the decision-making process, improving the likelihood of positive outcomes.
the quality and quantity of information available to decision-makers.
the need to consult with children as legitimate stakeholders in relevant
policymaking areas, giving their views due consideration in the process.
second and third order effects on children—not just the immediate
effects, but also those that can affect them in the long term,
including future generations.
or mitigate costly errors by addressing potential negative impacts at an early
stage of the policymaking process.
public support for policy decisions by creating more transparent,
collaborative, and defensible policy processes, and by bringing together
external stakeholders, including children and those involved in policy
development, for focused discussion concerning potential impacts on children.
Consider these examples of how a CRIA can avoid unintended
consequences and achieve better outcomes for children:
- An agency makes a policy to never separate siblings in
adoption. A sibling group of five waits for many years to be adopted because
the oldest child is severely autistic and needs extensive support that many
families cannot provide. If stakeholders had conducted a CRIA, they might have
built in some limited, specific exceptions for adoption to proceed where it is
in the best interests of the other siblings with provision for post-adoption
sibling contact and expanded funding and counseling support services.
- A policy provides health coverage and educational support to
youth who age out of care. A 17-year-old youth who has been in foster care for
most of his life must now choose between being adopted by a relative or remaining in foster care to access the benefits. A CRIA
would likely have uncovered this potential conflict, and perhaps led to
extended benefits being made available to older adopted children.
The child rights framework can also help advocates frame
their arguments. In Canada recently, adoptive parents and adoption
organizations advocated for an increase in employment insurance maternity
benefits for adoptive parents. (Biological mothers currently receive 15 weeks
of maternity benefits plus 35 weeks of parental leave; adoptive parents receive
only the 35-week parental leave).
Ultimately, the parliamentary committee refused the
increased benefits, basing its decision not on adopted children’s needs, but on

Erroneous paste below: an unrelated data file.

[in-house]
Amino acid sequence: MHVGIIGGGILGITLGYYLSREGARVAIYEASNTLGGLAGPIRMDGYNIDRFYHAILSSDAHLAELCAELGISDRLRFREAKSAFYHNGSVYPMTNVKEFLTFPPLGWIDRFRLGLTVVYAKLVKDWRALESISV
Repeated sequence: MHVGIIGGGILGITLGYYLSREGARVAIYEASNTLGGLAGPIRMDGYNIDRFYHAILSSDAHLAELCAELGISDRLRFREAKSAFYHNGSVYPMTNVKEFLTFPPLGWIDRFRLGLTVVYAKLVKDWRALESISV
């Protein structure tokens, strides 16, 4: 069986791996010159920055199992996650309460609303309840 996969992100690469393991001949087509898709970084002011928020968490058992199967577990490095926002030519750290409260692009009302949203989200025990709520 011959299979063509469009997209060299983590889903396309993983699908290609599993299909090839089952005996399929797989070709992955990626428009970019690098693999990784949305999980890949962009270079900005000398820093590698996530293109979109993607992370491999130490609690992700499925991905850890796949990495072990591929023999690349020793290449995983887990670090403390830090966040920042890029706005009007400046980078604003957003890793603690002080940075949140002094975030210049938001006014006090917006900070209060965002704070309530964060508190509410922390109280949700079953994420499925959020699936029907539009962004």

a belief that biological mothers have rights that adoptive parents do not. It
is possible this result may have been due, in part, to adult-focused, rather
than child-centred advocacy. Instead of talking about the impact of the law on
adopted children and discriminatory impacts upon those adopted children, many
advocates talked about maternity benefits as a competition between biological
and adoptive parents. A CRIA would have likely identified bonding as a critical
element that must occur in the early stages of a parent-child relationship. In
a birth family, bonding starts before the child is born. When an adopted child
has experienced loss, neglect, abuse, or difficult transitions, her ability to
form healthy relationships and feel secure is damaged. Adoptive families
therefore need at least as much time to help adopted children adjust, recover,
and bond—a consideration that wasn’t properly raised by advocates or
addressed by the committee.
Child Rights-Proofing Legislation, Policy, and Practice
Even when a Child Rights Impact Assessment is not required,
advocates, policymakers, administrators, and others can use it as a tool to
help ensure proposed changes result in the best possible outcomes for children.
We have a collective responsibility to give the protection of children’s rights
the highest priority. Dialogues on the implementation of children’s rights
should not be the limited purview of elected officials, but should be taking
place in our homes, schools, workplaces, and government offices.
Using Child Rights Impact Assessments with greater
frequency will enable us to ensure laws, policies, and practices have been
child rights-proofed—that we have considered carefully how they will affect
children. This, in turn, will lead to more positive and affirmative responses
when we pose the question “Are the children well?”
Learn more about Child Rights Impact Assessments at